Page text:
Yesterday, he made Therapist T bring him downstairs to me by announcing "I want to go see Mommy!" He's identifying objects not just by label only, but by saying "It is a/n XX!" (And, yes, he does pronounce all sentences exclamatorily.)
Adding soy back in his diet hasn't resulted in any behavioral problems--if anything, he's seemed much more calm and focused. Although now he can't get enough of those fricking veggie puffs. If we tell him they're "all done," he'll ask for them by their alias, "cheesy puffs." Sneaky boy.
Also, two days ago we took him off Nystattin, his antifungal medication. He'd been on it since August. I think as long as we're vigilant about probiotics, dietary enzymes, and keeping his sugar intake low, he won't need it. No noticeable nuttiness so far.
He was an angel at his accupressure appointment today. Perfectly behaved, responsive to my requests.
All good. But I am still immeasurably down for some reason. With that shaky insomniac feeling I had right after Leelo got diagnosed last year, and a lot of crying when I'm by myself in the car. Isn't it just too easy to blame hormones?
That traitor who is moving to the East Coast, JM, spent a bit of time yesterday pointedly telling me about a friend whose child was recently diagnosed with Tourettte's, and how this friend has been finding a lot of solace in therapy (although in the friend's case, she is 6 months pregnant with twins, and has just found out that the likelihood of their having Tourettte's is 50%). I've always found therapy totally fucking useless, but then again I never really had anything worth going to therapy about before. It's a thought.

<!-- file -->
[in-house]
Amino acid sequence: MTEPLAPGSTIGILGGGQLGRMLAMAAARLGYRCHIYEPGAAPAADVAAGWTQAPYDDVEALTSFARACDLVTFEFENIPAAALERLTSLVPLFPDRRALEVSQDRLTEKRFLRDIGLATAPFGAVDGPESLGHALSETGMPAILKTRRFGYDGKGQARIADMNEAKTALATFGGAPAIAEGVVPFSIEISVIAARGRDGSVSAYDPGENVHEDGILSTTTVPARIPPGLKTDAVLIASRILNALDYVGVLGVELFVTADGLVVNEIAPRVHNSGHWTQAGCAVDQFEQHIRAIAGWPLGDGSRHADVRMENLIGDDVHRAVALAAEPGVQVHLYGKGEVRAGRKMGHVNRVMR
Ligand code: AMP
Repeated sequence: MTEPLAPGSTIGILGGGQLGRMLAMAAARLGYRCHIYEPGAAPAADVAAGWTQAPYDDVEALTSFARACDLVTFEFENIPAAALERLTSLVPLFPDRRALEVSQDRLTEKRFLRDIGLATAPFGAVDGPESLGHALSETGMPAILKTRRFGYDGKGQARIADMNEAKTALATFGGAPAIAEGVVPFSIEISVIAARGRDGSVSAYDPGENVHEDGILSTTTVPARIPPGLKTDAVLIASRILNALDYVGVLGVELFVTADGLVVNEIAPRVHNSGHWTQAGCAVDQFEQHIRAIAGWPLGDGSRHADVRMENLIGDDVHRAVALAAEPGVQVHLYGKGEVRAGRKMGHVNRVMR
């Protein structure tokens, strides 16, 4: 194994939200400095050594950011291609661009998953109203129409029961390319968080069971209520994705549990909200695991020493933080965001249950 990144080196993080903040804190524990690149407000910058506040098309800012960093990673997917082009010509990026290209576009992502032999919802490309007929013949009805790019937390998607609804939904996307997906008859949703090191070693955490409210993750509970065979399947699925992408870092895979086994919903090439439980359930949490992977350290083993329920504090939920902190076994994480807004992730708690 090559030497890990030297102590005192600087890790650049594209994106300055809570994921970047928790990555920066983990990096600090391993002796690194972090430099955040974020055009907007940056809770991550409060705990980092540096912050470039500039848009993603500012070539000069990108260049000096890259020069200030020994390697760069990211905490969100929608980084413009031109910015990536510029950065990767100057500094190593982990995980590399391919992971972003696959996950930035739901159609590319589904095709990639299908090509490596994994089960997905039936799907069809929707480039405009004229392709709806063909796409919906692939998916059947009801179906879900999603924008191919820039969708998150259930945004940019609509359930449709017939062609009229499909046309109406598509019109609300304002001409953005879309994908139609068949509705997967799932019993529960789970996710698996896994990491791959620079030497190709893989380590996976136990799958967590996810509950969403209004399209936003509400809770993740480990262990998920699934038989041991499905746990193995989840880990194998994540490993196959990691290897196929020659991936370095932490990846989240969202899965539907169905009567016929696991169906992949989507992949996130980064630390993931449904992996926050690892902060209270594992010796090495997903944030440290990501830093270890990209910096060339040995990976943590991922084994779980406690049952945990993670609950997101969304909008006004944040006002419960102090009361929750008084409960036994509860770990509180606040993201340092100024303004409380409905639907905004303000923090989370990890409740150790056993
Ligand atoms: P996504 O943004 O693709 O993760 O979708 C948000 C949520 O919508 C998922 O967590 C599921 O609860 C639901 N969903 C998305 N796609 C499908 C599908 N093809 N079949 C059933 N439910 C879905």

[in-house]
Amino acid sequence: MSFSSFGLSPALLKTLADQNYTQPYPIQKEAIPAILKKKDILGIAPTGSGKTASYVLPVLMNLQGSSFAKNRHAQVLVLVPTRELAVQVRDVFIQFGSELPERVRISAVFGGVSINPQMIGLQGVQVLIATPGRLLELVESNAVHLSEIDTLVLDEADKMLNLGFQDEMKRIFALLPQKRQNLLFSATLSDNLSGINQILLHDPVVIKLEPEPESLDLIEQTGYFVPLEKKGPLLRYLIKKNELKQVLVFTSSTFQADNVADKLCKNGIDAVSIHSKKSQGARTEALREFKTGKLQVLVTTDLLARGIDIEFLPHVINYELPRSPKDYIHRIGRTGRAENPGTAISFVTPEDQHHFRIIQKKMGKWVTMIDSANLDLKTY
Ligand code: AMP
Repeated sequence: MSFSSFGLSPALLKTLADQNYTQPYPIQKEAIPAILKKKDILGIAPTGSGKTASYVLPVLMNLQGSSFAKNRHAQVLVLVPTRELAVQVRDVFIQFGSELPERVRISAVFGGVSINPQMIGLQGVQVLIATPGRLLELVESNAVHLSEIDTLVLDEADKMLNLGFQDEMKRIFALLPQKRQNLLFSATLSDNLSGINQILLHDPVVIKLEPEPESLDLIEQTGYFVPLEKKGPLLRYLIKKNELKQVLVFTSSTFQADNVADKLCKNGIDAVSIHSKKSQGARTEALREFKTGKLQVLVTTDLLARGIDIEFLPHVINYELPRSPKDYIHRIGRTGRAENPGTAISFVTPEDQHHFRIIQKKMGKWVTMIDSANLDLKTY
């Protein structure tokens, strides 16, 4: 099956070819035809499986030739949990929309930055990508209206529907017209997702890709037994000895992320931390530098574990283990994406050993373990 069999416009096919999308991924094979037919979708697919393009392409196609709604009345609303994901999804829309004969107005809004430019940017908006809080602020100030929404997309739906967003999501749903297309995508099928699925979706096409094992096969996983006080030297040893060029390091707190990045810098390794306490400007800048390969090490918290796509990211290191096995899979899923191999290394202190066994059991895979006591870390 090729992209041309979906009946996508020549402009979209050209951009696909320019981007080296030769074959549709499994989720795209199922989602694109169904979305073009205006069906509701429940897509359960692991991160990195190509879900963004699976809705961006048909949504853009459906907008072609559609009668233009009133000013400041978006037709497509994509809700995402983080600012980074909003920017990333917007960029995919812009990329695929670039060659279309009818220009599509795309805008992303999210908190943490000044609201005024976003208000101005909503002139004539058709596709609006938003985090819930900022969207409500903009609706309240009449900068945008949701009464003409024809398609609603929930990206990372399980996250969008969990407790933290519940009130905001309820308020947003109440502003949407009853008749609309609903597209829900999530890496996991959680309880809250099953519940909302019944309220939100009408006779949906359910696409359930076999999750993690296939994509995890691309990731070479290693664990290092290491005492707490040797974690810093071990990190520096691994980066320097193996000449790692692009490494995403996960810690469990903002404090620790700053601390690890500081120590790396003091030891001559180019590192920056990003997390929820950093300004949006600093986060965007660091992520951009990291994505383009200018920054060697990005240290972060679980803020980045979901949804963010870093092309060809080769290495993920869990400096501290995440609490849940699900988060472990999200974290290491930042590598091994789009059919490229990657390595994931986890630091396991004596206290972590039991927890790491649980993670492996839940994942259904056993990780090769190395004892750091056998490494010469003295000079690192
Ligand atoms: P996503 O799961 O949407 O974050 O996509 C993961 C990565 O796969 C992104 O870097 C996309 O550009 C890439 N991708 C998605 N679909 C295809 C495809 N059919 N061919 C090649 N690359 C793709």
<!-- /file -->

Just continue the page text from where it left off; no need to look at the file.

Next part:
I am stealing this meme verbatim from Badger, who got it from Whump. It's an invented memory meme.
Invent a memory of me and post it in the comments. It can be anything you want, so long as it's something that's never happened. Then post this in your journal so that people can invent memories for you.
TweetGarden Reverie, and Then a Rant
Had 45 minutes between picking up Elise for Leelo's Tuesday facilitated playgroup, and taking her back home again. Decided to spend it in my garden.
Mostly, my garden is a fairly moth-eaten looking place. It's too big, and my attention span is too short. Right now, though, it's Spring. We're coming off the rainy season, and there hasn't been enough prolonged heat and dryness to turn everything to brown kindling. The deer aren't that hungry yet. It looks kind of nice. Maybe I'll post pictures, later.
One of my favorite corners is the small herb garden, full of several different kinds and low-lying colors of thyme, sage, miniature lavender, fennel, and chamomile. You need only kneel on the wooly thyme and sweep your arms around to be wafted away on a heavenly cloud of scent. If you don't have allergies, that is.
Also decided to try to grow bronze fennel and sweet marjoram from seed. I haven't been able to find the fennel seedlings--my local nursery buddy says it's because silly Sunsset Magazine recently ran an article on colored fennels. We'll see how it goes. I don't consider myself to have a black thumb any longer--it's more khaki-colored now--so I figure I've got a 50% chance of success.
All this gardening mellowness was a welcome contrast to yesterday's park playdate hell. Leelo was a wild boy, which means I had to run around after him the whole time and didn't have many opportunities to chat with my friends.